Signs of ImprovementWest Ashley couple responds to graffiti attack
March 31, 2017
By Bill Davis | News Editor
This is not an infomercial. Ben and Erika Greco are not paid actors, and they have not been compensated for their testimony.
They are just a nice young couple, happy they could get the obscene graffiti message washed off the wall and driveway of their home in the East Oak Forest neighborhood.
“We tried nine different products before we found one that would work,” said Ben, a data scientist at a local security firm. “My dad said not to sandblast them because then we’d just have a big whited-out version of the obscene messages.
Two Fridays ago, someone took offense to a “I’m With Her” Hillary Clinton placard they had placed in a window of their home facing the street a year ago, and spray painted something terrible on the bricks next to it.
And on their driveway. The words don’t belong in a family-friendly community newspaper. A slew of similar messages had been appearing all over West Ashley, hitting a neighbor’s home, the municipal W.L. Stephens Aquatic Center, and even the Cynthia L. Hurd Memorial Library, named in honor of one of the victims of the ‘Mother’ Emmanuel AME Church slayings.
The next day, Ben and Erika, wanting to cover the graffiti and turn the incident into something good, hung an American flag over the message. Erika, confident the culprit would return, stayed up all night that night.
Whoever it was made it past her vigil and spray-painted another horrible message on the American flag the following night.
Ben and Erika’s “vision” of who had sprayed their home changed, as they doubted super-patriot types would’ve desecrated the flag.
Erika, who works for a local software company, rattled off the nine products they tried before hitting on the “magical” one:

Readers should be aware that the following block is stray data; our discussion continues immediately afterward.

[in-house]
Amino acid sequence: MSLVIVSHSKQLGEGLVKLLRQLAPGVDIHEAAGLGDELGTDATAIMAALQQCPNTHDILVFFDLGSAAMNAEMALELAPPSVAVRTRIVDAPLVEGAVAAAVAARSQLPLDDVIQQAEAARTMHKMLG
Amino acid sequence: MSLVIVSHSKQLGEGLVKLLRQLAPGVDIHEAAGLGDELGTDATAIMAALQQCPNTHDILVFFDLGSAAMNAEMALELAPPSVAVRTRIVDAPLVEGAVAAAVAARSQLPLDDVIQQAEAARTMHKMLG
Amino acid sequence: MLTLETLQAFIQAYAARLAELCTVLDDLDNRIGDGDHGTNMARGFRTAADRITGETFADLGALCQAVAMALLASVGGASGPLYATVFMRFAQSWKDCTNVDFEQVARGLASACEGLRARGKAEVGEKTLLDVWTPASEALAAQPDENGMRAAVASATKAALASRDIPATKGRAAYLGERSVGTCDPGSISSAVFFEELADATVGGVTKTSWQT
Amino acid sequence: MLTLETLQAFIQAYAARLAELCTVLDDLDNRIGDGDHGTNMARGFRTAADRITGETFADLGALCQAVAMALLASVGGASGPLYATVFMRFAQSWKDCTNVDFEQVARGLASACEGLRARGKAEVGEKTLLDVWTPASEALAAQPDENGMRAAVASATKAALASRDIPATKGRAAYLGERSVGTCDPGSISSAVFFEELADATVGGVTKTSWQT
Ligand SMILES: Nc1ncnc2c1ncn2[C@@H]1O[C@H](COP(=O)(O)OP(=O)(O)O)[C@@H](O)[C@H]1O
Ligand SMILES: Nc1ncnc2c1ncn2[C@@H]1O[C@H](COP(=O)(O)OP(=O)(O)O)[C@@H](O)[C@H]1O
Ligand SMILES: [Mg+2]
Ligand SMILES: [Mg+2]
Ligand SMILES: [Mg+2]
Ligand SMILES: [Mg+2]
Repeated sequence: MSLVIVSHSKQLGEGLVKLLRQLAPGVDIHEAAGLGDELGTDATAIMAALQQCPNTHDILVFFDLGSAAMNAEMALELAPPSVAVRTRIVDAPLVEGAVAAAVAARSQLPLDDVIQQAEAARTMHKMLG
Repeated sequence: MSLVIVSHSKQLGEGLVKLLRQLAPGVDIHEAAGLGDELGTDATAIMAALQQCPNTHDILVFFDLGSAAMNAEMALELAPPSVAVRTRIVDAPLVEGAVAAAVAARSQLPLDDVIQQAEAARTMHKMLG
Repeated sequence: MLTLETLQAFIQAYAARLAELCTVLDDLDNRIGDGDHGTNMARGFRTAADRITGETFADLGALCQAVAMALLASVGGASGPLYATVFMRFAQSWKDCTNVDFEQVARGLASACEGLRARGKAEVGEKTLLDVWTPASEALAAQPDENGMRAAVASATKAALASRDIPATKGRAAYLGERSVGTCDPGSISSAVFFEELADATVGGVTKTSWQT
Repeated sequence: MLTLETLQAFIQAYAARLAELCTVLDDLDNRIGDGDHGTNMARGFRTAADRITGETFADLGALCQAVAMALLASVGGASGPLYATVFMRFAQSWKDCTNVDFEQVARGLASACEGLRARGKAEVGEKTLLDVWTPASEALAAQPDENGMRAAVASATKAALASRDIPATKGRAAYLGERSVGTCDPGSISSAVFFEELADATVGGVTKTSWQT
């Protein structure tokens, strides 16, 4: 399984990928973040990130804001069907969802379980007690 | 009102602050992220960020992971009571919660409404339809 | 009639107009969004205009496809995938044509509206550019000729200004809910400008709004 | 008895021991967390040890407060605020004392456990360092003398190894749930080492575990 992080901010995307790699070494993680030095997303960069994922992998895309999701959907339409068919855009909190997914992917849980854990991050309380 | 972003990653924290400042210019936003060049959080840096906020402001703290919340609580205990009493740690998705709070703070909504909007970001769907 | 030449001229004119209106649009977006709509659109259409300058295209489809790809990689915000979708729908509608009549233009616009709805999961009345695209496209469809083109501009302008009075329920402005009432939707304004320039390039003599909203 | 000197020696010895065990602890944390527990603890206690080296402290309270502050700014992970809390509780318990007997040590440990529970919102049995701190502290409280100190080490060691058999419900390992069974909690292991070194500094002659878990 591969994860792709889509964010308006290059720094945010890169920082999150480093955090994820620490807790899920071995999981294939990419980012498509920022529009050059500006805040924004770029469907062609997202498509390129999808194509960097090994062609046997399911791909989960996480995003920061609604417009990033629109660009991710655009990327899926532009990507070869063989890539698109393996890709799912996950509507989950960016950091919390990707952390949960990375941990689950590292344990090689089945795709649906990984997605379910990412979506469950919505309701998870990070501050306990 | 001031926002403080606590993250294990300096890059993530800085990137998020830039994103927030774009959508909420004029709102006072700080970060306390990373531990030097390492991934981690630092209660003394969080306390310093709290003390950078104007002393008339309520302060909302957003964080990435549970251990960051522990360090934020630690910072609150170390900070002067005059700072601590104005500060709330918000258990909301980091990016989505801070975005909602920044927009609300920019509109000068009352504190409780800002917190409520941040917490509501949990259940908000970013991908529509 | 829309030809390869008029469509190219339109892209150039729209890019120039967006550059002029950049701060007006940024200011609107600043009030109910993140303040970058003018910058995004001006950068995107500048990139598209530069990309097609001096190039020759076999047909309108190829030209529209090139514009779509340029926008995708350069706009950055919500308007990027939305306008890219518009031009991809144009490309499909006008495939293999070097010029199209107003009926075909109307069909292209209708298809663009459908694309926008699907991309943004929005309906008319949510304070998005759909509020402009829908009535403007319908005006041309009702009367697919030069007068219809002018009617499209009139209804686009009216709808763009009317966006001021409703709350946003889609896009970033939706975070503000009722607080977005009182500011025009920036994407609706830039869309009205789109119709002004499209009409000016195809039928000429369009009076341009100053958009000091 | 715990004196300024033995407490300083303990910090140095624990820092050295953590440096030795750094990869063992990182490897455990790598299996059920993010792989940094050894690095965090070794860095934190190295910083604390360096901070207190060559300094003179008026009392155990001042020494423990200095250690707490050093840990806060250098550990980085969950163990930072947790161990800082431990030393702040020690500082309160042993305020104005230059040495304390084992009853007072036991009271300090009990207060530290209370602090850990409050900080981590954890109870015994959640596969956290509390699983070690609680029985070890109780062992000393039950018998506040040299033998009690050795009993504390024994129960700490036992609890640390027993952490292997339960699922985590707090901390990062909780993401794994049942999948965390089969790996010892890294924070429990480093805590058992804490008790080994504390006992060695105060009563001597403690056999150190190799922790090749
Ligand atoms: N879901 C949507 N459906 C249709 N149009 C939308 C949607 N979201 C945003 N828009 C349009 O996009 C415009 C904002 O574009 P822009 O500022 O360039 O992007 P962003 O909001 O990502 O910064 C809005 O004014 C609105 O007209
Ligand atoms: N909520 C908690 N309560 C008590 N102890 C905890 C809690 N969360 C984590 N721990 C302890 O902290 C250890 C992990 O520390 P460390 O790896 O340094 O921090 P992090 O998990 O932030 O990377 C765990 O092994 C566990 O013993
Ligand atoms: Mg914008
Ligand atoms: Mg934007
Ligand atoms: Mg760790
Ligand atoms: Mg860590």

“Paint stripper … acetone … Goof Off Graffiti Remover … some generic graffiti remover … oven cleaner …”
Wait a minute. Oven cleaner?
“Yeah, a friend of ours who has a car repair body shop said the stuff is magic on cars that have been painted on,” said Ben.
Erika continued, “… and carburetor cleaner … and something called ‘World’s Best Graffiti Remover.’ It was on the TV show ‘Shark Tank.’”
“But that was for ‘sensitive’ surfaces and didn’t work at all,” said Ben. “None of it worked, so then we went to the PPG store on Rivers Avenue in North Charleston and the manager cut us a deal on a gallon of another ‘World’s Best Graffiti Remover’ product, but for bare brick, stone and masonry.”
Seeing the couple was in a tough spot and noting they’d spent a lot of money already, the manager knocked nearly $25 bucks off the expensive elixir.
How did that work?
“It was like magic,” said Ben, who “flood-coated” the brick three times, with Erika scrubbing each time between sessions. The stuff was so effective, they’ve still got a half-gallon left over.
Erika’s only complaint? “It was that Sunday where it was 40-degrees outside. It was yuck.”
Today their brick ranch sparkles like … well, it’s brick, so it just looks like it did before the graffiti bomber hit it. The driveway is back to normal, too. And the pro-Hillary sign remains in the window.
Erika is perplexed as to why the police have yet to link her incident to the aforementioned ones that took place across West Ashley. Last week, police arrested a man who lives in their same neighborhood on charges of tagging many of the other sites.
According to a press release from the Charleston Police Department, the man was alleged to have spray-painted messages that were a mixture of racist, violent, and sexist. They did not include the Greco’s house on the list of charges.
Today, everything is back to normal. The sun shines. Neighbors wave on their afternoon walk. But Ben and Erika worry that the 19-year-old man arrested was the same person who hit their house and will return.
Erika said they’ve enhanced their security system. But she hopes she won’t ever have to use it again.